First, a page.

Regional Programs > Israel
& Palestine > Next Story
Now is a time to act
Gila Svirsky, Israel
April 9, 2002
I just returned to Israel from 2 weeks abroad, and took 2 more days to get a perspective on what I see and hear, which I would now like to share with
First, the overwhelming picture before us is of death and destruction
wrought by the Israeli army in the Palestinian cities, Jenin above all. In
addition to the hundreds killed and thousands wounded, we have irrefutable
evidence that the Israeli army has barred ambulances from evacuating the
dead and wounded, has bulldozed homes in large numbers (sometimes with the
families still inside), and has withheld access to water, electricity, and
phone communication for periods of a week and more. Can you imagine life
with no water, while men, women, and children are bleeding to death around
you? And finally having to bury the corpses in an empty lot nearby, after
days of keeping them at home?
These go well beyond the ongoing acts of brutality, mass arrests, vandalism, theft, and humiliations, which are also rampant. A senior officer was
quoted in Ha'aretz today as saying, "When the world sees pictures of what we
have done there, it will cause enormous damage to us." It's no wonder that
the media are not given access. Listening to the report from the field at
the emergency board meeting of B'Tselem last night, I was not the only one
with tears in my eyes.
This is no time for analysis, although I have much to say: About the
complicity of Peres, about the appalling anti-Semitism unleashed
internationally by legitimate anger at Israeli, and about how horrifying
terrorism in Israel and the so-called "war against terrorism" in the US have
given license to what is happening. Introduce Bush-Cheney-Rice-Sharon-Mofaz, and the recipe for Violence-Begets-More-Violence is complete. Today's killing of 13 Israeli soldiers in Jenin only drives home the tragic futility of Israel's military might.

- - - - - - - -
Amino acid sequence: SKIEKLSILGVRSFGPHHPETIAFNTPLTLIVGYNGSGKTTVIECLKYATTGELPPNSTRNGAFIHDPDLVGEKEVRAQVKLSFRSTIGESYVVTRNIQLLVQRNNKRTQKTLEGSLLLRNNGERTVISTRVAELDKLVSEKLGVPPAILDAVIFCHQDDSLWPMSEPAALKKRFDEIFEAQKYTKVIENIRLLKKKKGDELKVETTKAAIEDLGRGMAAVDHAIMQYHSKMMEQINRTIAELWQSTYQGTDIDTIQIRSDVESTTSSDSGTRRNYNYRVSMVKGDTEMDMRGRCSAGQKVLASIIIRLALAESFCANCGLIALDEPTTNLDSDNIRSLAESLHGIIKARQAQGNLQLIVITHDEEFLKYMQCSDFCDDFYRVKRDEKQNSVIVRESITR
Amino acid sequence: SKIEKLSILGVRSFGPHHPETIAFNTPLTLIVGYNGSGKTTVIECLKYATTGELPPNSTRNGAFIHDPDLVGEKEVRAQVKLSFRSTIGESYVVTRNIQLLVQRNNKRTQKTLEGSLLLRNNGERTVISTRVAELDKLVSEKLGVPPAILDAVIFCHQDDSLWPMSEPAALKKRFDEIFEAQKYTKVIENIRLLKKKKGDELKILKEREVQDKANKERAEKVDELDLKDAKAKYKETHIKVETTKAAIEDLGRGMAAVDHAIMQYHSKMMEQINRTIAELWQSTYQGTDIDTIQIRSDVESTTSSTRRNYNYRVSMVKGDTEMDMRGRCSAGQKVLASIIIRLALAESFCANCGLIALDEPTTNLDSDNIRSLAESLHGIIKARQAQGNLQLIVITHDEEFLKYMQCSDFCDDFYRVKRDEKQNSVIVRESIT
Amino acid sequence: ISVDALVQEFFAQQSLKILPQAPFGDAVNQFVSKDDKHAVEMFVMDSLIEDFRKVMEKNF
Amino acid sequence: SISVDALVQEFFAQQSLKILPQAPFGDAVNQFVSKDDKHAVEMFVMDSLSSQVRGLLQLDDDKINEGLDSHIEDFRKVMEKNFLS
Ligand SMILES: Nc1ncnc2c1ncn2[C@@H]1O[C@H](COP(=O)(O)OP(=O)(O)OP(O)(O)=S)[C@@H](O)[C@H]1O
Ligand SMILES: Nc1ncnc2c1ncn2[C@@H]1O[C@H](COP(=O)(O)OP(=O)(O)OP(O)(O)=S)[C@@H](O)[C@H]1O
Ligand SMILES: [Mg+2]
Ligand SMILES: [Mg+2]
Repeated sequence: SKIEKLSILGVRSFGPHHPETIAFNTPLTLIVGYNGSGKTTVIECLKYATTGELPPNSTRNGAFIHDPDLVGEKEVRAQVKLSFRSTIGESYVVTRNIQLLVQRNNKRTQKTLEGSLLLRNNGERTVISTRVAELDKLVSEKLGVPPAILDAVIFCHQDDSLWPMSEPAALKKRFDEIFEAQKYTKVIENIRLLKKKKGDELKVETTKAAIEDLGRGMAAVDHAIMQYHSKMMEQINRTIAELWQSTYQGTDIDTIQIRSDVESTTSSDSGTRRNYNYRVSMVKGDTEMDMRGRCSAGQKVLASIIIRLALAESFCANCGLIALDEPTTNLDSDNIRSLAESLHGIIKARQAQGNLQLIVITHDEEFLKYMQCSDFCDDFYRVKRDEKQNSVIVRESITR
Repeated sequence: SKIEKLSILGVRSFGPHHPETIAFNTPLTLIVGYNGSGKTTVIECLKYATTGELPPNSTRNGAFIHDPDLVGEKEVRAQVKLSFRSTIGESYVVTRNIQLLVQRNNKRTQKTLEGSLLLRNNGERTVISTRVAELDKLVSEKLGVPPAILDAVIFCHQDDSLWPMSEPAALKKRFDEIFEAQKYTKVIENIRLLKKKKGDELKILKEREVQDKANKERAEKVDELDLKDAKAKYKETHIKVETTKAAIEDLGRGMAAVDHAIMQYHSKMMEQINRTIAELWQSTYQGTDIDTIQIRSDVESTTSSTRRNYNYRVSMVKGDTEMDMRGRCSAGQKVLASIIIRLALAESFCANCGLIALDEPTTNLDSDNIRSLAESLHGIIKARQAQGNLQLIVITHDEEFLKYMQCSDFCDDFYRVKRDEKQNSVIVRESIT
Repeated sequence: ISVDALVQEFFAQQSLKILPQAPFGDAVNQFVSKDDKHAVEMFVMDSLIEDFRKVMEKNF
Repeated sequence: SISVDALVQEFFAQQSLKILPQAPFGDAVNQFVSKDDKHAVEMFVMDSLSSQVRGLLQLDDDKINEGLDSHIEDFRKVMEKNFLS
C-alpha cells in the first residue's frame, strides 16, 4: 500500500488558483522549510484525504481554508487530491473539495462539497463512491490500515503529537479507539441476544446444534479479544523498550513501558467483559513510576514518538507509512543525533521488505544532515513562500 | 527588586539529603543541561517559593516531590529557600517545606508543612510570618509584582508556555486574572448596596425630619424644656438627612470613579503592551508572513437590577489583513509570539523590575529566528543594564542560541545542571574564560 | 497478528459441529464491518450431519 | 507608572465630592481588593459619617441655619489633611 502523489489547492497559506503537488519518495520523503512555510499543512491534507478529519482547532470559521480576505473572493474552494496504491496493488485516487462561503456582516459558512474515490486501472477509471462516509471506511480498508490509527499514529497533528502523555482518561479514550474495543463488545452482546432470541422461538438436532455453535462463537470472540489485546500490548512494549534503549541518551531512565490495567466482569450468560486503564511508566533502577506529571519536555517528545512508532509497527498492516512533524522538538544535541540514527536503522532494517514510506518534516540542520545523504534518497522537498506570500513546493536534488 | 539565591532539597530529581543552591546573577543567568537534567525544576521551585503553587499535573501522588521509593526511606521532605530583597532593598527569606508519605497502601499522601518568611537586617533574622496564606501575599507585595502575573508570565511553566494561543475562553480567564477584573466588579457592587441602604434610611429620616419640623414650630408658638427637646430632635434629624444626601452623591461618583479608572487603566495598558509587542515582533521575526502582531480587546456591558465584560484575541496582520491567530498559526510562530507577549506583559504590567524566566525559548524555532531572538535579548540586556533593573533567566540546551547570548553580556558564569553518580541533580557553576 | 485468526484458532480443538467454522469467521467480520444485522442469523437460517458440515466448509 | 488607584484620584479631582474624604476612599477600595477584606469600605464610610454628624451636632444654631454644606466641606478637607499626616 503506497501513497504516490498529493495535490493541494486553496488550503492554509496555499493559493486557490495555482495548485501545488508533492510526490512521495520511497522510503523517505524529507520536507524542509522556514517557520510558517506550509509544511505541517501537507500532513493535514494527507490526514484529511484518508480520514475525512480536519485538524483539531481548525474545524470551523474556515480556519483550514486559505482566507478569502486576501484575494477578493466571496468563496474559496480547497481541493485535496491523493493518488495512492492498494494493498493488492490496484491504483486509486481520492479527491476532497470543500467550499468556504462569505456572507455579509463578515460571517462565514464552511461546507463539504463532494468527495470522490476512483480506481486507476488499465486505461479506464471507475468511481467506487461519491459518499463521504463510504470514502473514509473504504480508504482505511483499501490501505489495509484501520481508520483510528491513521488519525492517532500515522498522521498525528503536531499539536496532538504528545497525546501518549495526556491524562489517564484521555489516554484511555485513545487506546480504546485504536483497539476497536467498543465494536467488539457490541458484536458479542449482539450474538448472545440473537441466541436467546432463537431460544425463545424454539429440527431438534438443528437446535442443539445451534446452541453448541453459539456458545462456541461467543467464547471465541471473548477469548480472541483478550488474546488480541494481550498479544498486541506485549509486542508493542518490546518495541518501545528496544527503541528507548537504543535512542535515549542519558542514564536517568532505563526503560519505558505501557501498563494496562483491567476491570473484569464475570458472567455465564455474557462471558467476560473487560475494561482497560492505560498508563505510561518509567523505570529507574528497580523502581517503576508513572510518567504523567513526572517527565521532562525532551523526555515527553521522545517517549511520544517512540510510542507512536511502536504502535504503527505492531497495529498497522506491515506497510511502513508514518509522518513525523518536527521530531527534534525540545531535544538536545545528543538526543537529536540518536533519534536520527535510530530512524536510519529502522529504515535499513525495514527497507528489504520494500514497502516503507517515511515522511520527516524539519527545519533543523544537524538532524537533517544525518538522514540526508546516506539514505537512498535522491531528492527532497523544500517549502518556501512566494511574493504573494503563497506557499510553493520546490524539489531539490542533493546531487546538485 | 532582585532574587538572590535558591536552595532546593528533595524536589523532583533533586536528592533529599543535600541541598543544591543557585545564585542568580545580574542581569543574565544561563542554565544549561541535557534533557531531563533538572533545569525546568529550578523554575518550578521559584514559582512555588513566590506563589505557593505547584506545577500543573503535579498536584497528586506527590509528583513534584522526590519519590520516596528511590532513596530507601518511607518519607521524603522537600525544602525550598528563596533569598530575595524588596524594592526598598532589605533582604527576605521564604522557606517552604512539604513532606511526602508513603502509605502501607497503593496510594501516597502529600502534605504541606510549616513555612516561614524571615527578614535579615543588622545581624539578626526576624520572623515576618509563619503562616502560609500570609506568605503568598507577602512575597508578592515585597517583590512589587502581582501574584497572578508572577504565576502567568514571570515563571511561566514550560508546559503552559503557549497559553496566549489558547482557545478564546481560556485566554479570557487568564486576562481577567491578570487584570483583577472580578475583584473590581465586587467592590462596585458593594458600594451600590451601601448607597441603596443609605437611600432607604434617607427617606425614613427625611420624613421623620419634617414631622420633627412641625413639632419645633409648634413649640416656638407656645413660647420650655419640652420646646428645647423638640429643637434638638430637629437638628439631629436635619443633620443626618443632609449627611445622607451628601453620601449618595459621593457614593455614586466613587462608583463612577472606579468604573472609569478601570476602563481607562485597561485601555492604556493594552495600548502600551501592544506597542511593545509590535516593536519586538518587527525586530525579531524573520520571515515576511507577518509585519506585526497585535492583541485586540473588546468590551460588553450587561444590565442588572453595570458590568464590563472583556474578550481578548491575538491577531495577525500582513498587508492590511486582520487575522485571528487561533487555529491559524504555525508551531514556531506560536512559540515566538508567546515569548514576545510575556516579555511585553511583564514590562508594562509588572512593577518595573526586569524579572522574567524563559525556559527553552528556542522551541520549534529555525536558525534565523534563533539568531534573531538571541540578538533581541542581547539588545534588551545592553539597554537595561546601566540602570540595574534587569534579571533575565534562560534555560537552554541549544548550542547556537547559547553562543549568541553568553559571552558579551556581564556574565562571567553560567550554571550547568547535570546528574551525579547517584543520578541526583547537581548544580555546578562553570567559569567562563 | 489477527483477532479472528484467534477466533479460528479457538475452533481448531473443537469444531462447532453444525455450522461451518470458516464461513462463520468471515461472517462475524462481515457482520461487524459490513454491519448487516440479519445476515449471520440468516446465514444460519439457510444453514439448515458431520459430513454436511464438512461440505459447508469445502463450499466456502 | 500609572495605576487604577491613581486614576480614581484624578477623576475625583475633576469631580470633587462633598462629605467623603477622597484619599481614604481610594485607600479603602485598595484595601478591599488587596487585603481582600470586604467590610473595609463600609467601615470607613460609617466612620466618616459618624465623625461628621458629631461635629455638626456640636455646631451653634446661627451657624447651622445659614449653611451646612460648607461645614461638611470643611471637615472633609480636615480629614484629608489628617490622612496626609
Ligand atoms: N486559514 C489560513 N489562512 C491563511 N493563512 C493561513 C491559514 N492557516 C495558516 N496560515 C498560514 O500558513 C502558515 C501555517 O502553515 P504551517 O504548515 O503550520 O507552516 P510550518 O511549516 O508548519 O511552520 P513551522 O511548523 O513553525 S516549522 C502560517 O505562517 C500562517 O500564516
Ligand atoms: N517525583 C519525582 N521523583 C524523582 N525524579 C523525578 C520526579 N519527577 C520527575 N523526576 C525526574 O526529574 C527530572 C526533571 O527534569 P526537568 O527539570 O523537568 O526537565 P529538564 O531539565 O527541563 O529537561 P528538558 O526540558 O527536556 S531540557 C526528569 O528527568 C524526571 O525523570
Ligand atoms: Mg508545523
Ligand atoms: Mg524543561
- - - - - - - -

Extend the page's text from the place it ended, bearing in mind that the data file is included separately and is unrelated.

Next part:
Rather than analyze, this is a time to act. Here in Israel, the peace and
human rights movement is working tirelessly on every imaginable front.
Soldiers who refuse to serve the occupation are going to jail; convoys of
food and medical supplies hastily collected have been distributed and more
are being collected; human rights workers are risking their lives to monitor
action; peace activists have braved hailstorms of teargas and stun grenades
in facing army checkpoints; foreign activists have served as human shields
throughout the territories. In my history of activism, I recall no parallel
sense of urgency, in which lives and daily bread are being set aside to
pursue a cause. But I also recall no parallel feeling that a calamity of
our own making is unfolding before our eyes.
I implore you to take action of your own. Contact relevant officials (some
addresses are given below). If you're Jewish, make a point of saying that.
1) International monitors must be dispatched to the region at once to end
the terrible violence.
2) The root cause of the conflict is the Israeli occupation of the
territories. This must come to an end.
Other things you can do, even if you have limited time:
* If you have just 1 minute to give, forward this letter to others on your
* If you have 10 minutes to spare, write a check to the organization of your
choice (see the links at Coalition of Women for Peace, for a few suggestions).
* If you have 20 minutes, call, fax or write (make it brief!) any of the
* If you have an hour, write a letter to the editor of your local newspaper
(brief and from the heart).
* If you have more time, get involved. See "Get Involved—Find an
Organization Near You" at Jewish Unity for a Just Peace for some suggestions.
* If you're an American Jew, join the Tikkun Community or the newly formed Brit Tzedek v'Shalom—Jewish Alliance for Justice & Peace.
Whatever you can do is valuable.
Finally, I can't help but note that Israel marked Holocaust Memorial Day
today. When will we finally extricate ourselves from this trauma and apply
ourselves to instilling its true lesson, that of tolerance?
Shalom/Salaam from Jerusalem.
OFFICIALS TO CONTACT:
Note: If you have time, print out and fax a letter (or make a phone
call), as those are more effective than e-mail.
President George W. Bush
Phone: +1 (202) 456-1414
Fax: +1 (202) 456-2461
Secretary of State Colin Powell
Phone: +1 (202) 647-4000; 1+ (202-647-5150) Bureau of Near East Affairs
Fax: +1 (202) 261-8577
Ms. Mary Robinson
United Nations High Commissioner for Human Rights
Mr. Kofi Annan
Secretary General of the UN
Phone: +1 (212) 963-5012
Fax: +1 (212) 963-4879
Mr. Terje Rod Larsen
Representative of the UN in Palestine
Tel: +972 8 282 2914
Fax: +972 8 282 0966
Council of the European Union
E-mail: firstname.lastname@example.org; email@example.com
EU special envoy
Coalition of Women for Peace.